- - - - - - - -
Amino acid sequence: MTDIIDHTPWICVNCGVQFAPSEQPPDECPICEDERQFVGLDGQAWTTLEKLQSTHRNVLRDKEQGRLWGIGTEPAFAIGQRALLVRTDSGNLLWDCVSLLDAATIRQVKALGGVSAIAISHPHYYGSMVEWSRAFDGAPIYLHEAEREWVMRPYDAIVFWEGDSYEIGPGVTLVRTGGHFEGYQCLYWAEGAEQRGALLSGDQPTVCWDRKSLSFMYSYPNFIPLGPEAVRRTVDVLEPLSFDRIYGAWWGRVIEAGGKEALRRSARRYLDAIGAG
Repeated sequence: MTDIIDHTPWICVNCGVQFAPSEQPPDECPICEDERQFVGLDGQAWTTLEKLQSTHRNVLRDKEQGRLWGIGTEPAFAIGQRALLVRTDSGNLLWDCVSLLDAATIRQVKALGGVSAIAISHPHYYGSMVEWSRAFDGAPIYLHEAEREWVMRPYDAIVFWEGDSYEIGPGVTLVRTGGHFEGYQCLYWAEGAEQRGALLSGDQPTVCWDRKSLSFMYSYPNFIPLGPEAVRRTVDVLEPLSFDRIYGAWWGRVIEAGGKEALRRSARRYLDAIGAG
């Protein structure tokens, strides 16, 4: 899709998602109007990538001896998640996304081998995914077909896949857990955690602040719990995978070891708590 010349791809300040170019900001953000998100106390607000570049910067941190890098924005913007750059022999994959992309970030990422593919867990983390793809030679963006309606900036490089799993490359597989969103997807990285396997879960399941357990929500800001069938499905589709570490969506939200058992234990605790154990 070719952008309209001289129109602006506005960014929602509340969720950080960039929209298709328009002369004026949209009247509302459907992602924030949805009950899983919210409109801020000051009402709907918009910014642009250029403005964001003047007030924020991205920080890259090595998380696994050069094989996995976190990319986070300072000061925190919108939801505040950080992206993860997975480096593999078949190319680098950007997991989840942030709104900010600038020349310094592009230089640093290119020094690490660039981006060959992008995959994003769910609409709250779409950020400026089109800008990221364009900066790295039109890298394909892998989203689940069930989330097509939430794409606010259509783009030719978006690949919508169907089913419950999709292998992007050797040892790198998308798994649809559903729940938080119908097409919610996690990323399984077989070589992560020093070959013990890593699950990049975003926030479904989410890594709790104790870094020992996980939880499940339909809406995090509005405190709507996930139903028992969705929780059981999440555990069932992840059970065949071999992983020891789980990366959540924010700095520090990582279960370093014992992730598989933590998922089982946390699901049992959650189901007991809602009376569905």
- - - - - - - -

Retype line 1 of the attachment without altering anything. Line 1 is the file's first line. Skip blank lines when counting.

Amino acid sequence: MTDIIDHTPWICVNCGVQFAPSEQPPDECPICEDERQFVGLDGQAWTTLEKLQSTHRNVLRDKEQGRLWGIGTEPAFAIGQRALLVRTDSGNLLWDCVSLLDAATIRQVKALGGVSAIAISHPHYYGSMVEWSRAFDGAPIYLHEAEREWVMRPYDAIVFWEGDSYEIGPGVTLVRTGGHFEGYQCLYWAEGAEQRGALLSGDQPTVCWDRKSLSFMYSYPNFIPLGPEAVRRTVDVLEPLSFDRIYGAWWGRVIEAGGKEALRRSARRYLDAIGAG